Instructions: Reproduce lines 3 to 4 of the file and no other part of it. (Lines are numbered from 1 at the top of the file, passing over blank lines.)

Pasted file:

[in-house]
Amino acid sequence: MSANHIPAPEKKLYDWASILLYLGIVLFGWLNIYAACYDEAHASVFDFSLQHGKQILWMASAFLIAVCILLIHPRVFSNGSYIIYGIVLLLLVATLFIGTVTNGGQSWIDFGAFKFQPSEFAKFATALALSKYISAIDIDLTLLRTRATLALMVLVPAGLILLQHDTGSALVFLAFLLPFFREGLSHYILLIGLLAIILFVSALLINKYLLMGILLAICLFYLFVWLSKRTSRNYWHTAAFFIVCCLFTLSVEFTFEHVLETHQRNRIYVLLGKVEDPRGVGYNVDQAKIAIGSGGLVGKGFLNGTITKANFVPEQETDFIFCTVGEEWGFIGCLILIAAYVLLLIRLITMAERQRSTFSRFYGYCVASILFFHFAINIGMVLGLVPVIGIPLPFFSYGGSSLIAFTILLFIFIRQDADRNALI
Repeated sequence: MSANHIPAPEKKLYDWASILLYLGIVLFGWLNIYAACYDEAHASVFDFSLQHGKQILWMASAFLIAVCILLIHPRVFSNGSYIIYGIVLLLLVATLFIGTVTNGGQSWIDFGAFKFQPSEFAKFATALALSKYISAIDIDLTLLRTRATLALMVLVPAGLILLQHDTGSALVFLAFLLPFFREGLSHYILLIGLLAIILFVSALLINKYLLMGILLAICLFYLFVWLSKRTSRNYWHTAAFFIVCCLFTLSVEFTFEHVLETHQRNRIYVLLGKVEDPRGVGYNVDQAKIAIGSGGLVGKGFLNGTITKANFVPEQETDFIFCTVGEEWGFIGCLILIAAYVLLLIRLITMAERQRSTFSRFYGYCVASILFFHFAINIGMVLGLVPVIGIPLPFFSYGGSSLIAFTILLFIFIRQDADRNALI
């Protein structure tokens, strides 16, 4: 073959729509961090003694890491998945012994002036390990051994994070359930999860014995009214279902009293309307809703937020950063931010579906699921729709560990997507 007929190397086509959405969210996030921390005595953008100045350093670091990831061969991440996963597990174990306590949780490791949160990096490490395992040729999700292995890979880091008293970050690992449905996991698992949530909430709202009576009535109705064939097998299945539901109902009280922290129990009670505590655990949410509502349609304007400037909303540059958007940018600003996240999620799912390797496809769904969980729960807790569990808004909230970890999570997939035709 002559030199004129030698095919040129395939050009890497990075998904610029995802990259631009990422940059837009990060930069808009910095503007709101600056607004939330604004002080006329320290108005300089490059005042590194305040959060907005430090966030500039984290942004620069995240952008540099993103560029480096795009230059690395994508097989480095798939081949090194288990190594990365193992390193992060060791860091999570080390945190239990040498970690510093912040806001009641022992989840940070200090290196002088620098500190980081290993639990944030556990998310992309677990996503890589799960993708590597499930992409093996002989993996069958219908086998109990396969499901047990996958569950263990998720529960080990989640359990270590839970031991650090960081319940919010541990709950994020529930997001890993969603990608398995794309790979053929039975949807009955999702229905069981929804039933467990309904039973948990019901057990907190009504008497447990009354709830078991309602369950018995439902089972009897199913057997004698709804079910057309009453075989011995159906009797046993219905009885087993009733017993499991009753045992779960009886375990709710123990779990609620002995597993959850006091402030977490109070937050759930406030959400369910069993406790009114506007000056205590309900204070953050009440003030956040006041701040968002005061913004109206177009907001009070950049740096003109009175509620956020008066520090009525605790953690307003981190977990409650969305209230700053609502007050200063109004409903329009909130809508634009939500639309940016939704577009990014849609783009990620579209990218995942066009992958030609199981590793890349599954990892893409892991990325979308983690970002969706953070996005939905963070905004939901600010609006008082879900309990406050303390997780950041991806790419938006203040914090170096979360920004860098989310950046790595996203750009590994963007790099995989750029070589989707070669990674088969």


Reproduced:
Repeated sequence: MSANHIPAPEKKLYDWASILLYLGIVLFGWLNIYAACYDEAHASVFDFSLQHGKQILWMASAFLIAVCILLIHPRVFSNGSYIIYGIVLLLLVATLFIGTVTNGGQSWIDFGAFKFQPSEFAKFATALALSKYISAIDIDLTLLRTRATLALMVLVPAGLILLQHDTGSALVFLAFLLPFFREGLSHYILLIGLLAIILFVSALLINKYLLMGILLAICLFYLFVWLSKRTSRNYWHTAAFFIVCCLFTLSVEFTFEHVLETHQRNRIYVLLGKVEDPRGVGYNVDQAKIAIGSGGLVGKGFLNGTITKANFVPEQETDFIFCTVGEEWGFIGCLILIAAYVLLLIRLITMAERQRSTFSRFYGYCVASILFFHFAINIGMVLGLVPVIGIPLPFFSYGGSSLIAFTILLFIFIRQDADRNALI
């Protein structure tokens, strides 16, 4: 073959729509961090003694890491998945012994002036390990051994994070359930999860014995009214279902009293309307809703937020950063931010579906699921729709560990997507 007929190397086509959405969210996030921390005595953008100045350093670091990831061969991440996963597990174990306590949780490791949160990096490490395992040729999700292995890979880091008293970050690992449905996991698992949530909430709202009576009535109705064939097998299945539901109902009280922290129990009670505590655990949410509502349609304007400037909303540059958007940018600003996240999620799912390797496809769904969980729960807790569990808004909230970890999570997939035709 002559030199004129030698095919040129395939050009890497990075998904610029995802990259631009990422940059837009990060930069808009910095503007709101600056607004939330604004002080006329320290108005300089490059005042590194305040959060907005430090966030500039984290942004620069995240952008540099993103560029480096795009230059690395994508097989480095798939081949090194288990190594990365193992390193992060060791860091999570080390945190239990040498970690510093912040806001009641022992989840940070200090290196002088620098500190980081290993639990944030556990998310992309677990996503890589799960993708590597499930992409093996002989993996069958219908086998109990396969499901047990996958569950263990998720529960080990989640359990270590839970031991650090960081319940919010541990709950994020529930997001890993969603990608398995794309790979053929039975949807009955999702229905069981929804039933467990309904039973948990019901057990907190009504008497447990009354709830078991309602369950018995439902089972009897199913057997004698709804079910057309009453075989011995159906009797046993219905009885087993009733017993499991009753045992779960009886375990709710123990779990609620002995597993959850006091402030977490109070937050759930406030959400369910069993406790009114506007000056205590309900204070953050009440003030956040006041701040968002005061913004109206177009907001009070950049740096003109009175509620956020008066520090009525605790953690307003981190977990409650969305209230700053609502007050200063109004409903329009909130809508634009939500639309940016939704577009990014849609783009990620579209990218995942066009992958030609199981590793890349599954990892893409892991990325979308983690970002969706953070996005939905963070905004939901600010609006008082879900309990406050303390997780950041991806790419938006203040914090170096979360920004860098989310950046790595996203750009590994963007790099995989750029070589989707070669990674088969």